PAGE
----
Garden of Eden in astrotheology
Polaris is currently very close to the north celestial pole, and for this reason it is our North star. But this was not always the case. Due to the phenomena known as precession of the equinoxes, earth’s rotational axes (a.k.a. the axis mundi) is slowly changing its position, drawing an invisible circle that takes 25920 years to complete. (illustrated in the first picture)
On the second picture we see how this rotation affects the sky-view of the North star.
Photos from Wikimedia commons – Axial precession
As you can see, we are very “lucky” to have such a bright star marking North, as this was not always the case – just a few thousand years are sufficient for a dramatic change. Another thing worth noticing is that on the inside of this eternal circle, drawn by the rotation of the earth’s axes, there are two constellations – Draco and Ursa minor.
Draco, as the name suggests, has been seen as a dragon by various ancient cultures. Perhaps the best-known example comes from the Greek mythology where it was known as Ladon, a dragon who guarded the tree with the golden apples of the Hesperides – a story that sounds so similar to the Biblical narrative of the snake and a forbidden apple tree.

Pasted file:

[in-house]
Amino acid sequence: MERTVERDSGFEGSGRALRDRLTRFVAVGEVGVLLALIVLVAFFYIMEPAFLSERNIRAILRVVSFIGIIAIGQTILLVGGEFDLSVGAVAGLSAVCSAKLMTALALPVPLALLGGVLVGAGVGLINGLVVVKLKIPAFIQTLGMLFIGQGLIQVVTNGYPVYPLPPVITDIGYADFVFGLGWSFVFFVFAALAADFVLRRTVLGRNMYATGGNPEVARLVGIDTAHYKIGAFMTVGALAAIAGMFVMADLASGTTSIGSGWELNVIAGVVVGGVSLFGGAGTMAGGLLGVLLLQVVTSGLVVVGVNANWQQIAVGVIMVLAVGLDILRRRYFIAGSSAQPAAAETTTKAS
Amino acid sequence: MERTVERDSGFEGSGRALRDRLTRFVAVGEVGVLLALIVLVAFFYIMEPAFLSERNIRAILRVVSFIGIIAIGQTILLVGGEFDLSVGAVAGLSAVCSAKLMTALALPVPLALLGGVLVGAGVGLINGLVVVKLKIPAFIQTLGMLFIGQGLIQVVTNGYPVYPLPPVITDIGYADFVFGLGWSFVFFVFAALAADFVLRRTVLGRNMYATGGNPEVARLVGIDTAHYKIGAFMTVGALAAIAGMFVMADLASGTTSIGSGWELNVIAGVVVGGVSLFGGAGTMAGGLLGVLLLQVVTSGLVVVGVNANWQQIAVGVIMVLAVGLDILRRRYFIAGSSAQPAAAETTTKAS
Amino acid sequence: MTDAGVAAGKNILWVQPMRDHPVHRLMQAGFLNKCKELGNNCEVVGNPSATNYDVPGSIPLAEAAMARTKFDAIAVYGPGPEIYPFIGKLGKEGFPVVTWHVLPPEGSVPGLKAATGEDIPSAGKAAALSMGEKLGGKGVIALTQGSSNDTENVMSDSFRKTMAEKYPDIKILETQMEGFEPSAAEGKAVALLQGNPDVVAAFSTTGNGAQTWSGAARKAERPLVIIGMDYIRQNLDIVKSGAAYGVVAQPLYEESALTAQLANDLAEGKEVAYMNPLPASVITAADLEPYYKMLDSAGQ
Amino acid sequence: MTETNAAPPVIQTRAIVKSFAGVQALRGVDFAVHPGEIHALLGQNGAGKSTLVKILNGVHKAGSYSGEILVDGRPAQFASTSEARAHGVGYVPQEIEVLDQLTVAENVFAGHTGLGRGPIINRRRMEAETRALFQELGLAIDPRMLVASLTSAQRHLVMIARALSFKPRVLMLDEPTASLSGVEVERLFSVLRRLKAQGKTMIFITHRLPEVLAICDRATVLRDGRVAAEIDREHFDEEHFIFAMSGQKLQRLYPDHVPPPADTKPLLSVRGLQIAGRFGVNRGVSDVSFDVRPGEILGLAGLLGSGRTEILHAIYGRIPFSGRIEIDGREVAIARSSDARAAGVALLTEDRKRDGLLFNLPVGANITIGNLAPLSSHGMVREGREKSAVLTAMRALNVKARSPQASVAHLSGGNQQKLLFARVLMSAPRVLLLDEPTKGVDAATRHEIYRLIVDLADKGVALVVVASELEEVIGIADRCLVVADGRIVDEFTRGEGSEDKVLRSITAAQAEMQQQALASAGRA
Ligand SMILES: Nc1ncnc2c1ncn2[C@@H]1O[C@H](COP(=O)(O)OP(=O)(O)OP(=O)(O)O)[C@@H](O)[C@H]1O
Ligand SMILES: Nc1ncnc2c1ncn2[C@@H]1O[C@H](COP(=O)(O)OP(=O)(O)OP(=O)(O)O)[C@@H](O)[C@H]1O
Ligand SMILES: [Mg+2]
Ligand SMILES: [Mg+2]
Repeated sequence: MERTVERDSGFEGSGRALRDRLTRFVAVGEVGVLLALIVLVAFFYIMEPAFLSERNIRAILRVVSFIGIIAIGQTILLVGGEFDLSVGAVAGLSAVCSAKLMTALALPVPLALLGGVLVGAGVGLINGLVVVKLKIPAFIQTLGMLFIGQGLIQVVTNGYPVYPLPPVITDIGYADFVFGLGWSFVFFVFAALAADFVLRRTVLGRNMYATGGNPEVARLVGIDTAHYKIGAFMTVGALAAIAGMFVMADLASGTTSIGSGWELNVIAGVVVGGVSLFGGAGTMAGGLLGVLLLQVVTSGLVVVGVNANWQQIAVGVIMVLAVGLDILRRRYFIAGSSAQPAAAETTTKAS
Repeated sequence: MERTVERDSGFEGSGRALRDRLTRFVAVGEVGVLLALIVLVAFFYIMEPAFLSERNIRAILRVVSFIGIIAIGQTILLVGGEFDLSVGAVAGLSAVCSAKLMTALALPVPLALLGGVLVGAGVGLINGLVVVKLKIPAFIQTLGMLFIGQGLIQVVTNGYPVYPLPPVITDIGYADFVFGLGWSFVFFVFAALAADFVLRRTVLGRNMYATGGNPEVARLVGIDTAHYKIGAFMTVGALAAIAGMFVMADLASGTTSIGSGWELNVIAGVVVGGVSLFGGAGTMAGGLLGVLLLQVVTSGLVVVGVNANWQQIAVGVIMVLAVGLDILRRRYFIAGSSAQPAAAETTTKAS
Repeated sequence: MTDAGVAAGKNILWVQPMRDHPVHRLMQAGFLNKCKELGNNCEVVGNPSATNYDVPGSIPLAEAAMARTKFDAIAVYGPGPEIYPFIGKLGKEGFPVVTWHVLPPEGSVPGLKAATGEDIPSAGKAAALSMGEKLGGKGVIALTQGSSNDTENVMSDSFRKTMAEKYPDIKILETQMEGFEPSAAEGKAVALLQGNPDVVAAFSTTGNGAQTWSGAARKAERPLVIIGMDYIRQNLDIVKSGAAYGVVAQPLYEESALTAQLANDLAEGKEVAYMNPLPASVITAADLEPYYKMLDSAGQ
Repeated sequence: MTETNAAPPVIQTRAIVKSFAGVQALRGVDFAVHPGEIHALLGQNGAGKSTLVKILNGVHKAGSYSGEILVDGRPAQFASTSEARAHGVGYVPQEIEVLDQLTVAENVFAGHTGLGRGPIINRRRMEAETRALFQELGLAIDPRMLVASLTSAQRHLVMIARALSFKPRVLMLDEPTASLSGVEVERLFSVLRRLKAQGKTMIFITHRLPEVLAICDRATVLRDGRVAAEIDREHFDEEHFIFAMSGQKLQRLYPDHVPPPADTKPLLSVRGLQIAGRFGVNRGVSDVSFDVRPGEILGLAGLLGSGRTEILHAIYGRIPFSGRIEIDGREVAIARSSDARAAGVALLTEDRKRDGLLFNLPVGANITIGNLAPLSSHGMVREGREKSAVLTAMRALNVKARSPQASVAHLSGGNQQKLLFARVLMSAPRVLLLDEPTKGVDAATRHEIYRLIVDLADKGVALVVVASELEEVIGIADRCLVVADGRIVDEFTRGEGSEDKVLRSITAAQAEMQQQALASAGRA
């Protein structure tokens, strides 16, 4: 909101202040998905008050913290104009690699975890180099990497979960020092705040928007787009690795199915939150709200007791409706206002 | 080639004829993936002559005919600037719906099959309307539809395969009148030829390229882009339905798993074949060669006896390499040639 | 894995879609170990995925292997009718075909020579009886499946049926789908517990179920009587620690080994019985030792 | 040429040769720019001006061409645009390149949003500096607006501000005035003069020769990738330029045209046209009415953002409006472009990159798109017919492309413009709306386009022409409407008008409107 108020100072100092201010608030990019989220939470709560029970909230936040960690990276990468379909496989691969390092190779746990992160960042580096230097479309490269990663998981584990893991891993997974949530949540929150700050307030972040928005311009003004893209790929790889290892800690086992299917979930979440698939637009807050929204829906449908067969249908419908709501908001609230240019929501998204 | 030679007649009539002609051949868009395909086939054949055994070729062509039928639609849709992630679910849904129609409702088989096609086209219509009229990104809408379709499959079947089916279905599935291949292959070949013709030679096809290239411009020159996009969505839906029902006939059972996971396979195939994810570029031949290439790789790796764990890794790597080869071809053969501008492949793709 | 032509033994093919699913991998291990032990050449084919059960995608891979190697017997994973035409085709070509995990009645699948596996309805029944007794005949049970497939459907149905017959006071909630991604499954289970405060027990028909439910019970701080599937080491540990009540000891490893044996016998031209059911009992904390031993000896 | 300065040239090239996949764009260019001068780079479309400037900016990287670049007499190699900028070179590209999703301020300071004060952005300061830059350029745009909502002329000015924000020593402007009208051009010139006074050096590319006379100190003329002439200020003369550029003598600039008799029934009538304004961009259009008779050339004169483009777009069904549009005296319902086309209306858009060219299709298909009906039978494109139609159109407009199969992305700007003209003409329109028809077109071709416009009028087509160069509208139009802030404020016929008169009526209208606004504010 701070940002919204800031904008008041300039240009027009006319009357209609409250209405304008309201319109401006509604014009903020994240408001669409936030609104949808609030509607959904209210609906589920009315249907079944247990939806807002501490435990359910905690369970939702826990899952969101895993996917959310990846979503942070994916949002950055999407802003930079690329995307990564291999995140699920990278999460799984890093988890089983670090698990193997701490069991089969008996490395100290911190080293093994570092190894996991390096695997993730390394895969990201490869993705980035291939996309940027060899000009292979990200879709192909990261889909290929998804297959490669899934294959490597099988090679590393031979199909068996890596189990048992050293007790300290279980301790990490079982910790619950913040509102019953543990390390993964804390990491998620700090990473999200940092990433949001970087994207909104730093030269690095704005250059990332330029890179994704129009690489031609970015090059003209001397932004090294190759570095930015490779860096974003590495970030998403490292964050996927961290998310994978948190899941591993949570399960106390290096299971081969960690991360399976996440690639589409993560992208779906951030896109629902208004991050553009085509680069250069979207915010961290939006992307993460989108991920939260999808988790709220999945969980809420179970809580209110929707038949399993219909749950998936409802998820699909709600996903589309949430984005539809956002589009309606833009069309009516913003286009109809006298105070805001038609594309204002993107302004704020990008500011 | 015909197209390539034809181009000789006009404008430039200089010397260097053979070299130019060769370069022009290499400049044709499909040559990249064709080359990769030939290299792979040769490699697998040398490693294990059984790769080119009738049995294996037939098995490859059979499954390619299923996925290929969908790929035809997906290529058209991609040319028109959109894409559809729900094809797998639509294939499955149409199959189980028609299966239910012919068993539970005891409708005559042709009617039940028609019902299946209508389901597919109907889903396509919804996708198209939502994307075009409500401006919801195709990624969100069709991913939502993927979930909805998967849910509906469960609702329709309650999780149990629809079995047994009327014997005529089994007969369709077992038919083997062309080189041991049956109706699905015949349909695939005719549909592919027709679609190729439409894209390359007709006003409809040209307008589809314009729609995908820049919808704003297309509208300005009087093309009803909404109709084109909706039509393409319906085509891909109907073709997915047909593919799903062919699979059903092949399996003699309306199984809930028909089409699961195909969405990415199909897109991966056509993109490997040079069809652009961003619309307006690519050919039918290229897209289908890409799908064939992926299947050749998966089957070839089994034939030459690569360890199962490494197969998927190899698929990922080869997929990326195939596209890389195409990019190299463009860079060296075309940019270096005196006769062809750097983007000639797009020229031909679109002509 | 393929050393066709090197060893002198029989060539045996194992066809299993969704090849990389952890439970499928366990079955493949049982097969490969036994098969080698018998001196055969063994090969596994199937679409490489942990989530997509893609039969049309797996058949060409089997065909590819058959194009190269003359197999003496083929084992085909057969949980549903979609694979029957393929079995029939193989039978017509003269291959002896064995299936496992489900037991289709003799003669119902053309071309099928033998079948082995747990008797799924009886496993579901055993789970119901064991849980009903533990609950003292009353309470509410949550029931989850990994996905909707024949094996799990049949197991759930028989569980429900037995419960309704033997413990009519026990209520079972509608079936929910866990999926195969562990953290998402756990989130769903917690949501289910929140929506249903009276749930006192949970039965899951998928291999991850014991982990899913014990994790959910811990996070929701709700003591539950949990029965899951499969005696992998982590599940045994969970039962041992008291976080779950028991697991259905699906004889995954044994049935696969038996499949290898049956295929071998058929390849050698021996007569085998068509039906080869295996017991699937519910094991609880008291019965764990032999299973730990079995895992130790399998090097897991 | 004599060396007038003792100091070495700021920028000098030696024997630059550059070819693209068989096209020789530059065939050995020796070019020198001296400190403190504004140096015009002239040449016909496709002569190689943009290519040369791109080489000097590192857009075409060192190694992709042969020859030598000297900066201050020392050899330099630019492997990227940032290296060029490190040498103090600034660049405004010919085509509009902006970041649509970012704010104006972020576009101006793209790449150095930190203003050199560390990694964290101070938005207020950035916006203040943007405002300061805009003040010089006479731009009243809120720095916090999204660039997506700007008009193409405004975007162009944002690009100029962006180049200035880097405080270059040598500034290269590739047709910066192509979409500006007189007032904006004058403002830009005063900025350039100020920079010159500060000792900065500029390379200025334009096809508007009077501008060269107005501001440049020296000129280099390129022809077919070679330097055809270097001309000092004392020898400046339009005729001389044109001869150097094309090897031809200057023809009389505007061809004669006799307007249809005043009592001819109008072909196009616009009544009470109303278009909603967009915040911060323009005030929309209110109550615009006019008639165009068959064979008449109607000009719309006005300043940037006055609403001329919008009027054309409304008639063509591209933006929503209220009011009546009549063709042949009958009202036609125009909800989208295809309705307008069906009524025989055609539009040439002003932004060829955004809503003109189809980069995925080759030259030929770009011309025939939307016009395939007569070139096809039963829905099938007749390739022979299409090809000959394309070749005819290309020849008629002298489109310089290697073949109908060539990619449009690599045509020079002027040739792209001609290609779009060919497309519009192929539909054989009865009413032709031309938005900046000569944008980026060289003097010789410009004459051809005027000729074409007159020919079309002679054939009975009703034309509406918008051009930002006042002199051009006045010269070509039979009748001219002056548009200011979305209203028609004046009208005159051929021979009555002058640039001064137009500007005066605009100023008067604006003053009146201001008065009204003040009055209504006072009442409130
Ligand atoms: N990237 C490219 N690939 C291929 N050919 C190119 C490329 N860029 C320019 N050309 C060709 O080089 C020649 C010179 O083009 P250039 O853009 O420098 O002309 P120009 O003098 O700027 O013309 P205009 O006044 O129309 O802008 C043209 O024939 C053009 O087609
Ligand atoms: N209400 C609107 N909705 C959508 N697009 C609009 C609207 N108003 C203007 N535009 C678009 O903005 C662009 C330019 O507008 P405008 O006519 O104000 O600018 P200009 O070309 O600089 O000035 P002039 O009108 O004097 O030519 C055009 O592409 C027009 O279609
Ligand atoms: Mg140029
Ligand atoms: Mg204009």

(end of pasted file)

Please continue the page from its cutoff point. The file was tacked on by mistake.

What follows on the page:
Now, if we know where the dragon is, we can ask ourselves the following question – which constellation was seen as the “golden apples of the Hesperides”? Can we assume that it was the Ursa minor?
I am saying this because in India, the polar star was known as Dhruva – a word that means “constant”, “immovable” in Sanskrit. The star was obviously named like this due to the fact that it is the only “immovable” point in the sky, as the tip of the earth’s invisible axes ends here. The later, younger layers of mythology associated it with a sage – a devotee of Vishnu.
However, this Indo-European word could also be related to the word “tree”- “drvo” in virtually all Slavic languages, from Proto-Slavic “dervo” The meaning of “immovable” is still valid in this case.
Besides, the early Vedic mythology also had a name for the mythical dragon – Vritra, meaning “the one who encircles”, ” the enveloper”. Again, this word is quite familiar in Slavic languages, as the verb “vrteti” means “to turn” (around its axes), “to spin”. (see the highlighted Wiktionary article)
But this is not all. Only the South-Slavic languages have the word “vrt” in their dictionaries, with the meaning of “garden”. Most of the Slavic linguists will say that this word, first attested in the 12th century is of unknown etymology. Wiktionary however, relates it to Latin “hortus” – garden. Personally, I disagree with this opinion as South Slavic (as well as all Slavic) languages also had the word “gradina” in their dictionary – a direct cognate of “hortus”. Indeed G and H sounds are interchangeable, but I am not familiar with the processes which could turn H into the V sound.